A VPN on your Android device can transform your privacy and open up new ways to use your phone, tablet or Android TV
While looking around the settings for your Android device, or the Google Play Store, you may have noticed mention of a “VPN”, but what do these three letters mean, and is this an important feature for you?
We’ll explain what VPNs are, how they work on your Android device, and highlight a few great examples to get you started.
What is a VPN?
A VPN or Virtual Private Network is a special type of computer network method that uses encryption to securely move data across a public network. Think of it as a tunnel that’s been dug through a big network such as the public internet. No-one can see what’s being transferred inside the tunnel other than the two people at either end.
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How does a VPN work?
When you send something over the internet, such as a photo, the information that makes up that photo is split up into “packets” which are sent individually into the network, so that they can find their way to the correct destination. The receiving device takes all the packets, and re-assembles them back into the original photo, file or whichever format the original took.
Each packet is stamped with its origin, destination and also contains information about what type of data it is (such as BitTorrent traffic, for example). Any network device that these packets have to pass through on their way to their final destination can plainly see this information. They may not be able to see the contents of the packet, but they will know who sent it and where it’s going – as well as various other bits of private information.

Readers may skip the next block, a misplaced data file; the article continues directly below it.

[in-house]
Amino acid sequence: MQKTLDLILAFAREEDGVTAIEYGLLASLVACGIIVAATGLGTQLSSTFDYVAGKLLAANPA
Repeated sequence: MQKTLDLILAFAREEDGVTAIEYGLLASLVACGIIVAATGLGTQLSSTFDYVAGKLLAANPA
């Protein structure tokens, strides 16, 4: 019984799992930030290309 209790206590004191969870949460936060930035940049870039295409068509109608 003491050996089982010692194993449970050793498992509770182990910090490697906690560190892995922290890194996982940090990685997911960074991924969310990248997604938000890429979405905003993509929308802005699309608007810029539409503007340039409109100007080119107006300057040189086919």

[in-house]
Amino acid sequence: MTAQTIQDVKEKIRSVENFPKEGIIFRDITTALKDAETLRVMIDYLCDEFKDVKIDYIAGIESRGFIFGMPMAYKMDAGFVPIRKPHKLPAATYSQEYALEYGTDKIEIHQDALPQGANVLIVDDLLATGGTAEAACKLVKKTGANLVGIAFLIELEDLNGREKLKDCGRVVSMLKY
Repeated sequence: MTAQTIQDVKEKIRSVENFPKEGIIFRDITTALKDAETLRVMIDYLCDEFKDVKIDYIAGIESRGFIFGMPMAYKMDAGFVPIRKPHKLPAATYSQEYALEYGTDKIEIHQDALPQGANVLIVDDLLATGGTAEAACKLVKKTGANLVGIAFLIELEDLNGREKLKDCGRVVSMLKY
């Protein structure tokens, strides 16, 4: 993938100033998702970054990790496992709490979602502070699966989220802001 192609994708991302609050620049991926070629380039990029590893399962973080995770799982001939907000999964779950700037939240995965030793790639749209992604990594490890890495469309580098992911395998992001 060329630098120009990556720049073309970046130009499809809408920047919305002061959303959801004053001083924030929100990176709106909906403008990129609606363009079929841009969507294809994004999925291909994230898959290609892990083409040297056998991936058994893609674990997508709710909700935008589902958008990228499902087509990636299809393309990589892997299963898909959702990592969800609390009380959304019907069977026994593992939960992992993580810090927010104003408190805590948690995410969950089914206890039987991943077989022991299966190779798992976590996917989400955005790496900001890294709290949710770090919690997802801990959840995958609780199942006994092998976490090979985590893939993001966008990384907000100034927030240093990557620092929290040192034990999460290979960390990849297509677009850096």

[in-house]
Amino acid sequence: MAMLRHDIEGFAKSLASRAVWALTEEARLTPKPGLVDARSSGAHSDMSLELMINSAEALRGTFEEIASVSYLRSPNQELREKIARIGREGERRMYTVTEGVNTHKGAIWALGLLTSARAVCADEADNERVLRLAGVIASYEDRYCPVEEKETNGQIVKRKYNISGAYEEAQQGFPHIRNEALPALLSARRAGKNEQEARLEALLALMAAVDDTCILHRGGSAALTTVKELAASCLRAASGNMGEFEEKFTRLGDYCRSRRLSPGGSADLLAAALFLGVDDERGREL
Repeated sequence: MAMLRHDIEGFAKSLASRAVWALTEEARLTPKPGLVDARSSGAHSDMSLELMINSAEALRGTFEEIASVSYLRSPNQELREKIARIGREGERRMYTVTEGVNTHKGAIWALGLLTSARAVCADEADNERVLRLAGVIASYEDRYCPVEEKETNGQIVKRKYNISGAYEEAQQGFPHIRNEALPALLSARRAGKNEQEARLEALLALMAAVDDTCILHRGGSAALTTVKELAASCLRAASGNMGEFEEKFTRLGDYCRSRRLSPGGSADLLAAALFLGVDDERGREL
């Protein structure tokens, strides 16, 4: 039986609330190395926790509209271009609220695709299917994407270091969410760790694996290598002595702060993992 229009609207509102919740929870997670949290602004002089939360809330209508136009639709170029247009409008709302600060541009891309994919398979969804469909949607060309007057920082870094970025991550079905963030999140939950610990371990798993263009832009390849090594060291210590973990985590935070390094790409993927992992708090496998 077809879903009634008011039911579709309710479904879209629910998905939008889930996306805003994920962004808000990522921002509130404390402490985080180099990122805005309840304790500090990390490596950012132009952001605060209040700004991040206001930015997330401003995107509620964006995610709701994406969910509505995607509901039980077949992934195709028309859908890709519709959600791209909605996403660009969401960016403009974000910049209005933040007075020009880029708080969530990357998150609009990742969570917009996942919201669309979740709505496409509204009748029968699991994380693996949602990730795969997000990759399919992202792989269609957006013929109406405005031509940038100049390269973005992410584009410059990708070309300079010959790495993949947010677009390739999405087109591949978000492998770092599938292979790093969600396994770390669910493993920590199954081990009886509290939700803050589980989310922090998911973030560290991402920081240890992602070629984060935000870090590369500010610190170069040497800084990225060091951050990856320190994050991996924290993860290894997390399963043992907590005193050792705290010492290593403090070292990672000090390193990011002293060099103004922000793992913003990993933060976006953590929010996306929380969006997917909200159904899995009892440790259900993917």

When you use a VPN, those packets are put inside another packet. This packet still has information anyone can read, but all it tells them is that your computer is connected to a VPN server. They don’t know what sort of packet is inside this additional layer of encryption, or where it’s actually going.
The VPN receives these packets, strips the encryption and then sends them into the internet as regular packets. However, anyone looking at these packets will only see that they come from the VPN, with your original location and identity obscured.
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What is a VPN used for?
As the “P” in VPN would suggest, the main use for a VPN is privacy. If you don’t want your ISP (Internet Service Provider), the government or the sites you visit to know who you are or where you’re located, a VPN will hide that information.
Since the destination computer sees the internet packets as originating from the VPN, another interesting use of VPN technology is to obscure where you are in the world. This is why most commercial VPN services have servers all over the world.
This is what makes geo-unblocking possible, where you can access content that’s restricted for your region by using a VPN server that’s physically located in another part of the world.